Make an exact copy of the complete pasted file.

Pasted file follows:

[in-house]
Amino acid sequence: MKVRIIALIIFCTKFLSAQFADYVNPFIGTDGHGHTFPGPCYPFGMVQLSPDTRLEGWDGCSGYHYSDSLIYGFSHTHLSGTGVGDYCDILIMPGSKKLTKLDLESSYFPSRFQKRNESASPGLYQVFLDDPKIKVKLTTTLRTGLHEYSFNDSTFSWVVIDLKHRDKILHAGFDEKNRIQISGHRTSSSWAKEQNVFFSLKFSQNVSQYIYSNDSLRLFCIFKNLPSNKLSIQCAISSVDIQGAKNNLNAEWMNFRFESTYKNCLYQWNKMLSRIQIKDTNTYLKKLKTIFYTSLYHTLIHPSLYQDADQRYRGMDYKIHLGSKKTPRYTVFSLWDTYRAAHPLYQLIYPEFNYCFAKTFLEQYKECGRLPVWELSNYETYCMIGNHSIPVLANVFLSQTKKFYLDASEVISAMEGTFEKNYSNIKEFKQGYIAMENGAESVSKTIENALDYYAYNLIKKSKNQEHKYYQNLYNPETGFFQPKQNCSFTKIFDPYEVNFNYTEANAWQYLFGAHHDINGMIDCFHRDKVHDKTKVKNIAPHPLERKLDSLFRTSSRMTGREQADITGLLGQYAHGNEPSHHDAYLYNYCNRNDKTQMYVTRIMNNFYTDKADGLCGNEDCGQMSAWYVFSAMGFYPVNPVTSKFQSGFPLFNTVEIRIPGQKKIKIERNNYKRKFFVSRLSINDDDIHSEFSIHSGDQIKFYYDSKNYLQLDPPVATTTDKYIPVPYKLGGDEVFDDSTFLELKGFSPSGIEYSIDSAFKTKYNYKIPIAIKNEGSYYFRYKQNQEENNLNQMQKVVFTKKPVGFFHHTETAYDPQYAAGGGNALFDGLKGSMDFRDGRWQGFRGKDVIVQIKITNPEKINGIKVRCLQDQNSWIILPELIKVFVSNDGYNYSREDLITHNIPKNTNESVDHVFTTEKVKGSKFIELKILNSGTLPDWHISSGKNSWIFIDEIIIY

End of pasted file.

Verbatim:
[in-house]
Amino acid sequence: MKVRIIALIIFCTKFLSAQFADYVNPFIGTDGHGHTFPGPCYPFGMVQLSPDTRLEGWDGCSGYHYSDSLIYGFSHTHLSGTGVGDYCDILIMPGSKKLTKLDLESSYFPSRFQKRNESASPGLYQVFLDDPKIKVKLTTTLRTGLHEYSFNDSTFSWVVIDLKHRDKILHAGFDEKNRIQISGHRTSSSWAKEQNVFFSLKFSQNVSQYIYSNDSLRLFCIFKNLPSNKLSIQCAISSVDIQGAKNNLNAEWMNFRFESTYKNCLYQWNKMLSRIQIKDTNTYLKKLKTIFYTSLYHTLIHPSLYQDADQRYRGMDYKIHLGSKKTPRYTVFSLWDTYRAAHPLYQLIYPEFNYCFAKTFLEQYKECGRLPVWELSNYETYCMIGNHSIPVLANVFLSQTKKFYLDASEVISAMEGTFEKNYSNIKEFKQGYIAMENGAESVSKTIENALDYYAYNLIKKSKNQEHKYYQNLYNPETGFFQPKQNCSFTKIFDPYEVNFNYTEANAWQYLFGAHHDINGMIDCFHRDKVHDKTKVKNIAPHPLERKLDSLFRTSSRMTGREQADITGLLGQYAHGNEPSHHDAYLYNYCNRNDKTQMYVTRIMNNFYTDKADGLCGNEDCGQMSAWYVFSAMGFYPVNPVTSKFQSGFPLFNTVEIRIPGQKKIKIERNNYKRKFFVSRLSINDDDIHSEFSIHSGDQIKFYYDSKNYLQLDPPVATTTDKYIPVPYKLGGDEVFDDSTFLELKGFSPSGIEYSIDSAFKTKYNYKIPIAIKNEGSYYFRYKQNQEENNLNQMQKVVFTKKPVGFFHHTETAYDPQYAAGGGNALFDGLKGSMDFRDGRWQGFRGKDVIVQIKITNPEKINGIKVRCLQDQNSWIILPELIKVFVSNDGYNYSREDLITHNIPKNTNESVDHVFTTEKVKGSKFIELKILNSGTLPDWHISSGKNSWIFIDEIIIY